Beth Anderson – An Inconvenient Alphabet: Ben Franklin And Noah Webster’s Spelling Revolution

Hannah Holt – The Diamond And The Boy

Laura Renauld – Porcupine’s Pie

Annie Romano – Before You Sleep: A Bedtime Book Of Gratitude

Melissa Stoller – Scarlet’s Magic Paintbrush

Sherry Howard – Rock And Roll Woods

Kate Narita – 100 Bugs! A Counting Book

Vivian Kirkfield – Pippa’s Passover Plate

Laura Roettiger – Aliana Reaches For The Moon

Matthew Lasley – Pedro’s Pan: A Gold Rush Story

Natalee Creech – When Day Is Done

Margaret Chiu Greanias – Maximillian Villainous

Wendy Greenley – Lola Shapes The Sky

Danielle Dufayet – You Are Your Strong

B.J. Lee – There Was An Old Gator Who Swallowed A Moth

Cathy Ballou Mealey – When A Tree Grows

Pippa Chorley – Counting Sheep

Sandra Sutter – The Real Farmer In The Dell

June Smalls – Odd Animals ABC

Jill Mangel Weisfeld – Riley The Retriever Wants A New Job (self pub)

Kathleen Cornell Berman – The Birth Of Cool: How Jazz Great Miles Davis Found His Sound

Eleanor Ann Peterson – Jurassic Rat

Sarah Hoppe – Who Will? Will You?

Marla LeSage – Pirate Year Round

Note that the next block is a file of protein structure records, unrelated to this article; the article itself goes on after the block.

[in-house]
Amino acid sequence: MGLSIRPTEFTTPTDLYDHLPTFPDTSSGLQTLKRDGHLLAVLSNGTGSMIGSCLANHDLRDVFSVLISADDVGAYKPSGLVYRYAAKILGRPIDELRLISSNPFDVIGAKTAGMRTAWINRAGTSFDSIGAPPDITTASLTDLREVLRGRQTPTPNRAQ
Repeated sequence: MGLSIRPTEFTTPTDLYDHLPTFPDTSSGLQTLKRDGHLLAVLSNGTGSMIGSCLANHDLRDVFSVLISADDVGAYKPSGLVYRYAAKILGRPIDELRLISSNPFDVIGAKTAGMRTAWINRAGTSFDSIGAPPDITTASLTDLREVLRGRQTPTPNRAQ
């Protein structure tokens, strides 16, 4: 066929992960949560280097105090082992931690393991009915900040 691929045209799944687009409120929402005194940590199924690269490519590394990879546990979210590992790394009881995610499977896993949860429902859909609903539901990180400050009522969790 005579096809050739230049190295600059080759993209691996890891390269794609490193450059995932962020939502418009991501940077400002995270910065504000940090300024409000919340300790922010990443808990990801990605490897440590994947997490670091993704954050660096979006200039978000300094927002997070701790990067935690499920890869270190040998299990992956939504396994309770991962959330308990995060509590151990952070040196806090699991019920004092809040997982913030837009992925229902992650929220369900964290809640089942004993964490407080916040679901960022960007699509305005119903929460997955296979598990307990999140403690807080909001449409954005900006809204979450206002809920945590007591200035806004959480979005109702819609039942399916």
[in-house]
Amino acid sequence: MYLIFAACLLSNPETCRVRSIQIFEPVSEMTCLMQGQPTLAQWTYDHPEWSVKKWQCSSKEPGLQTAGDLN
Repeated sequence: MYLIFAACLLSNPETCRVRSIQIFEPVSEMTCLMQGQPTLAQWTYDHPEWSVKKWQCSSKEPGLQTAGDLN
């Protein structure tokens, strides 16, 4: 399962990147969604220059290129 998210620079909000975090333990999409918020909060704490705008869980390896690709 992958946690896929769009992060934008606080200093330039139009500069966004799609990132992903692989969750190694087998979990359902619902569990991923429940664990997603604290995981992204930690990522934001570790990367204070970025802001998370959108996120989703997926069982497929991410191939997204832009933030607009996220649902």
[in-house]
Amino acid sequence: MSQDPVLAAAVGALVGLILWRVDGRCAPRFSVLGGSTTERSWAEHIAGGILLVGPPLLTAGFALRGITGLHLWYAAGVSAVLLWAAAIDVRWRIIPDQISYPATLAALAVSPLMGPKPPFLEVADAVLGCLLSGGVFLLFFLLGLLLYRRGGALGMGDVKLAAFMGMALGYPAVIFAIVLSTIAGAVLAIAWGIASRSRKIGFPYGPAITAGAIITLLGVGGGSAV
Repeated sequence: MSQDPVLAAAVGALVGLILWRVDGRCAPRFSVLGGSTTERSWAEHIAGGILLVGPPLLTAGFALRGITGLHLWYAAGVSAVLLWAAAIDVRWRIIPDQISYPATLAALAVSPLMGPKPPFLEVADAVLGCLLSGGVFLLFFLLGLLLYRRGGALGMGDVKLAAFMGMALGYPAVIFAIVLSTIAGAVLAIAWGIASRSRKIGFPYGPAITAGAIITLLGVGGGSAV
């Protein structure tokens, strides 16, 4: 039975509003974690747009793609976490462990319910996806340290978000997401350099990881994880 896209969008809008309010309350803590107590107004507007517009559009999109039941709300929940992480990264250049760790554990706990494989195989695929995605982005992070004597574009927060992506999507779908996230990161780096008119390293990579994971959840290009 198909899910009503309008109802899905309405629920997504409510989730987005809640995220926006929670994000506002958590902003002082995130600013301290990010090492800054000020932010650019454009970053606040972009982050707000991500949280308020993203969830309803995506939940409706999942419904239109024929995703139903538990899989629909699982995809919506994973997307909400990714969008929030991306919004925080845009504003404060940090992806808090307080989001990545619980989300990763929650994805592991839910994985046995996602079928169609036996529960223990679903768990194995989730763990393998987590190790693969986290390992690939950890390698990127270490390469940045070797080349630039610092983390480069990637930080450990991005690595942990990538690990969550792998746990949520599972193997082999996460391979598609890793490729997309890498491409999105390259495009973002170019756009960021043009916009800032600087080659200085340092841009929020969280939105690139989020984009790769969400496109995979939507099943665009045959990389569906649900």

Stacey Corrigan – The Pencil Eater

Shannon Stocker – Can U Save The Day?

Nadine Poper – Randall And Randall

Christine Evans – Evelyn The Adventurous Entomologist

Karen Kiefer – Drawing God (religious market)

Susan Richmond – Bird Count

Dawn Young – The Night Baafore Christmas

Heather Gale – Ho’onani: Hula Warrior

Ciara O’Neal – Flamingo Hugs Aren’t For Everyone (self pub)

Theresa Kiser – A Little Catholic’s Book Of Liturgical Colors (religious market)

Lindsey Hobson – Blossom’s Wish (self pub)

Kirsten Larson – Wood, Wire, Wings: Emma Lilian Todd Invents An Airplane

Valerie Bolling – Let’s Dance!

Janet Johnson – Help Wanted: Must Love Books

Susi Schaefer – Cat Ladies

Heather Kinser – Small Matters: The Hidden Power of the Unseen